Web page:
State v. Garrett

Decision Date11 December 1995
Docket NumberNo. 22832,22832
Citation466 S.E.2d 481,195 W.Va. 630
CourtWest Virginia Supreme Court
PartiesSTATE of West Virginia, Plaintiff Below, Appellee v. Russell E. GARRETT, Defendant Below, Appellant.

Syllabus by the Court

1. " ' " ' "Failure to make timely and proper objection to remarks of counsel made in the presence of the jury, during the trial of a case, constitutes a ... [forfeiture] of the right to raise the question thereafter in the trial court or in the appellate court." Point 6, Syllabus, Yuncke v. Welker, 128 W.Va. 299 [36 S.E.2d 410 (1945) ].' Syllabus point 7, State v. Cirullo, 142 W.Va. 56, 93 S.E.2d 526 (1956)." Syl.Pt. 5, State v. Davis, 180 W.Va. 357, 376 S.E.2d 563 (1988).' Syllabus Point 1, Daniel B. by Richard B. v. Ackerman, 190 W.Va. 1, 435 S.E.2d 1 (1993)." Syl. pt. 5, Tennant v. Marion Health Care Foundation, Inc., 194 W.Va. 97, 459 S.E.2d 374 (1995).

2. " 'An objection to an adverse ruling on a motion in limine to bar evidence at trial will preserve the point, even though no objection was made at the time the evidence was offered, unless there has been a significant change in the basis for admitting the evidence.' Syllabus Point 1, Wimer v. Hinkle, 180 W.Va. 660, 379 S.E.2d 383 (1989)." Syl. pt. 6, Bennett v. 3 C Coal Co., 180 W.Va. 665, 379 S.E.2d 388 (1989).

3. "To trigger application of the 'plain error' doctrine, there must be (1) an error; (2) that is plain; (3) that affects substantial rights; and (4) seriously affects the fairness, integrity, or public reputation of the judicial proceedings." Syl. pt. 7, State v. Miller, 194 W.Va. 3, 459 S.E.2d 114 (1995).

4. "To prove the corpus delicti in a case of homicide two facts must be established: (1) The death of a human being and (2) a criminal agency as its cause." Syl. pt. 4, State v. Hall, 172 W.Va. 138, 304 S.E.2d 43 (1983).

5. The corpus delicti may not be established solely with an accused's extrajudicial confession or admission. The confession or admission must be corroborated in a material and substantial manner by independent evidence. The corroborating evidence need not of itself be conclusive but, rather, is sufficient if, when taken in connection with the confession or admission, the crime is established beyond a reasonable doubt.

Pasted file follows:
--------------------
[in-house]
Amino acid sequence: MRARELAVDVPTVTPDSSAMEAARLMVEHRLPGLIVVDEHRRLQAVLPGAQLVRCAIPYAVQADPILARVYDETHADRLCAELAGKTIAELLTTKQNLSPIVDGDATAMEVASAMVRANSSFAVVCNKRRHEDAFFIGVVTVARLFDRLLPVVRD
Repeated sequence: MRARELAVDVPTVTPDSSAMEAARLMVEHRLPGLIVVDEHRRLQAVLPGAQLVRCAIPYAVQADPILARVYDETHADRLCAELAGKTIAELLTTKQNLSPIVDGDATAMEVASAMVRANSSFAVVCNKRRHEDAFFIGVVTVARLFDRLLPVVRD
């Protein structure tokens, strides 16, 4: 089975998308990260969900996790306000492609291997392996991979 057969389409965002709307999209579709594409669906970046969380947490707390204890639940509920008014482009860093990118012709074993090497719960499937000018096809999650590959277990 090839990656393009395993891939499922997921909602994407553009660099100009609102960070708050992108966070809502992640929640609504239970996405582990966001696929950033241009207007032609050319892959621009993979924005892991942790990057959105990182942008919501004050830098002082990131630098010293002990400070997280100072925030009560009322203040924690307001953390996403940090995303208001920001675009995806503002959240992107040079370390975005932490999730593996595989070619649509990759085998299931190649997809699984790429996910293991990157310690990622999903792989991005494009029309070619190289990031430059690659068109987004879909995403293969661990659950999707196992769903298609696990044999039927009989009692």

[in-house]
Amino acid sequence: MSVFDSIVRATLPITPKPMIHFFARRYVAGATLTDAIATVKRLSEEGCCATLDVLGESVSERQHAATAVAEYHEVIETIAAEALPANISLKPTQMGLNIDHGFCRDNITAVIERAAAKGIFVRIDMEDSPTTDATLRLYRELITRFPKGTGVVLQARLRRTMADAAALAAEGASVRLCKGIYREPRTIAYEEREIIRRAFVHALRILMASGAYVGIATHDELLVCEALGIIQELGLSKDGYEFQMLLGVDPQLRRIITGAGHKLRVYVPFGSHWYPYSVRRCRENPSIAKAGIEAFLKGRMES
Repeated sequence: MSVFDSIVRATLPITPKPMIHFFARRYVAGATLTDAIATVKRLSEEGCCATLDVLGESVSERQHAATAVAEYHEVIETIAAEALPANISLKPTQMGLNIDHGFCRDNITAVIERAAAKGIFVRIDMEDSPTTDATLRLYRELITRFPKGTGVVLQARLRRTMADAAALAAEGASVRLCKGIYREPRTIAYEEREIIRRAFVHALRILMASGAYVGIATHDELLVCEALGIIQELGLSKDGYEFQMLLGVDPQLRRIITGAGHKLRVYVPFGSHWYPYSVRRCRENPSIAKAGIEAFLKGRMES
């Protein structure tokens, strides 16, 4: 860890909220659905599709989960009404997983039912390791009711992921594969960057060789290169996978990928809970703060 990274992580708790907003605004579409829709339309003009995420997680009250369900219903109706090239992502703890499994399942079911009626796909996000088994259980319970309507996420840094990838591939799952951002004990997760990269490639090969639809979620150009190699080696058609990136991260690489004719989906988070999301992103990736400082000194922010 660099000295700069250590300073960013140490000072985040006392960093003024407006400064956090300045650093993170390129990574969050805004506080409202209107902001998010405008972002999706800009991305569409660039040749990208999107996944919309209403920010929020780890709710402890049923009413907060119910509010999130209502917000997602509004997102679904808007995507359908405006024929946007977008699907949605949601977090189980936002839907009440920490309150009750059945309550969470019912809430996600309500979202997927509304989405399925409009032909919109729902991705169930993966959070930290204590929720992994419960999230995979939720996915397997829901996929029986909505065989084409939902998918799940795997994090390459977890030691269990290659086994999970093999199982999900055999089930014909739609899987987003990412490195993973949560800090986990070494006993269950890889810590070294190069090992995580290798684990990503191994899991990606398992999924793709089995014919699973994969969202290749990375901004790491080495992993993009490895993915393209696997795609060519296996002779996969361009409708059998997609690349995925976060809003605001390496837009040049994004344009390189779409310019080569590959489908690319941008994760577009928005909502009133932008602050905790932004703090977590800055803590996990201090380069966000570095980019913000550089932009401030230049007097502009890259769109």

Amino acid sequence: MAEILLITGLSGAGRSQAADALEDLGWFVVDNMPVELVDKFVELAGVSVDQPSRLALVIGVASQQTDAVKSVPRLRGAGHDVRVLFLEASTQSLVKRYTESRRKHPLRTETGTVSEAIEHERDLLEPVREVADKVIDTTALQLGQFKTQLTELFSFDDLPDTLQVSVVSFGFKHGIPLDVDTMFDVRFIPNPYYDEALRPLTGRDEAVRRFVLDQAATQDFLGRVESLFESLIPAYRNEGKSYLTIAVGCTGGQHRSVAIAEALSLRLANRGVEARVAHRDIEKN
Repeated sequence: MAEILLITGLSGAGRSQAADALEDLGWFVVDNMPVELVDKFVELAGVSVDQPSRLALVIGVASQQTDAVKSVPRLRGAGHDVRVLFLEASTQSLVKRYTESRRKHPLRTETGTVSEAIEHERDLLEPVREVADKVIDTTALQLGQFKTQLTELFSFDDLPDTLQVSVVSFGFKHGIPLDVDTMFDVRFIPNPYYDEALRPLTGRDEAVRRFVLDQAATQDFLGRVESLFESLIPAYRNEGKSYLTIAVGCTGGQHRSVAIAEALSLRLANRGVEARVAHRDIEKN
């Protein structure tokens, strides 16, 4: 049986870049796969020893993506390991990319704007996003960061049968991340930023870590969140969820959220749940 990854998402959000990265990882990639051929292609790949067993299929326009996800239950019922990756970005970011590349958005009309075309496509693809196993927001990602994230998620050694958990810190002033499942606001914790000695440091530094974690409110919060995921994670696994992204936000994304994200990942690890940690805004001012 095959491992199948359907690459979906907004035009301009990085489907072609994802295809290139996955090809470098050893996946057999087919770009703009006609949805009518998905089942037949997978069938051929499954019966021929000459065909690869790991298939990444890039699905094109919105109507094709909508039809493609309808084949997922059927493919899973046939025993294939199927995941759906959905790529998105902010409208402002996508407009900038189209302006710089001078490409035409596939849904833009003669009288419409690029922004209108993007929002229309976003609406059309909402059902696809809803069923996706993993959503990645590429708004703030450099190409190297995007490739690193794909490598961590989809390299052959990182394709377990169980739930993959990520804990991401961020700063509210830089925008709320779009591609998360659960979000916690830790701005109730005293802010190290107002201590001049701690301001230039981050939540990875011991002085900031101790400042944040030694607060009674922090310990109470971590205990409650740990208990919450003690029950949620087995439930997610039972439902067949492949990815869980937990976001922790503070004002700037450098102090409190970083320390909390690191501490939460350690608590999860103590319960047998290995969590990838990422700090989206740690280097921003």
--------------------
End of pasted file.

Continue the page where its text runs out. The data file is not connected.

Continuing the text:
6. " ' "Upon motion to direct a verdict for the defendant, the evidence is to be viewed in light most favorable to prosecution. It is not necessary in appraising its sufficiency that the trial court or reviewing court be convinced beyond a reasonable doubt of the guilt of the defendant; the question is whether there is substantial evidence upon which a jury might justifiably find the defendant guilty beyond a reasonable doubt." State v. West, 153 W.Va. 325, 168 S.E.2d 716 (1969).' Syl. pt. 1, State v. Fischer, 158 W.Va. 72, 211 S.E.2d 666 (1974)." Syl. pt. 10, State v. Davis, 176 W.Va. 454, 345 S.E.2d 549 (1986).

7. " ' "This Court will not pass on a nonjurisdictional question which has not been decided by the trial court in the first instance." Syllabus Point 2, Sands v. Security Trust Co., 143 W.Va. 522, 102 S.E.2d 733 (1958).' Syl. pt. 2, Duquesne Light Co. v. State Tax Dept., 174 W.Va. 506, 327 S.E.2d 683 (1984), cert. denied, 471 U.S. 1029, 105 S.Ct. 2040, 85 L.Ed.2d 322 (1985)." Syl. pt. 2, Crain v. Lightner, 178 W.Va. 765, 364 S.E.2d 778 (1987).

8. "The general rule is that a party may not assign as error the giving of an instruction unless he objects, stating distinctly the matters to which he objects and the grounds of his objection." Syl. pt. 3, State v. Gangwer, 169 W.Va. 177, 286 S.E.2d 389 (1982).

9. "Assignments of error that are not argued in the briefs on appeal may be deemed by this Court to be waived." Syl. pt. 6, Addair v. Bryant, 168 W.Va. 306, 284 S.E.2d 374 (1981).

10. "Under the provisions of W.Va.Code, 52-2-12, an indictment will not be quashed or abated on the ground that one member of the grand jury is disqualified." Syl. pt. 4, State v. Bailey, 159 W.Va. 167, 220 S.E.2d 432 (1975).

11. "It is the extremely rare case when this Court will find ineffective assistance of counsel when such a charge is raised as an assignment of error on a direct appeal. The prudent defense counsel first develops the record regarding ineffective assistance of counsel in a habeas corpus proceeding before the lower court, and may then appeal if such relief is denied. This Court may then have a fully developed record on this issue upon which to more thoroughly review an ineffective assistance of counsel claim." Syl. pt. 10, State v. Triplett, 187 W.Va. 760, 421 S.E.2d 511 (1992).

Appeal from the Circuit Court of Roane County; Charles E. McCarty, Judge.

James B. Lees, Jr., James A. McKowen, Hunt, Lees, Farrell & Kessler, Charleston, for Appellant.

Darrell V. McGraw, Jr., Attorney General, Silas B. Taylor, Managing Deputy Attorney General, Victor S. Woods, Assistant Attorney General, Charleston, for Appellee.

McHUGH, Chief Justice: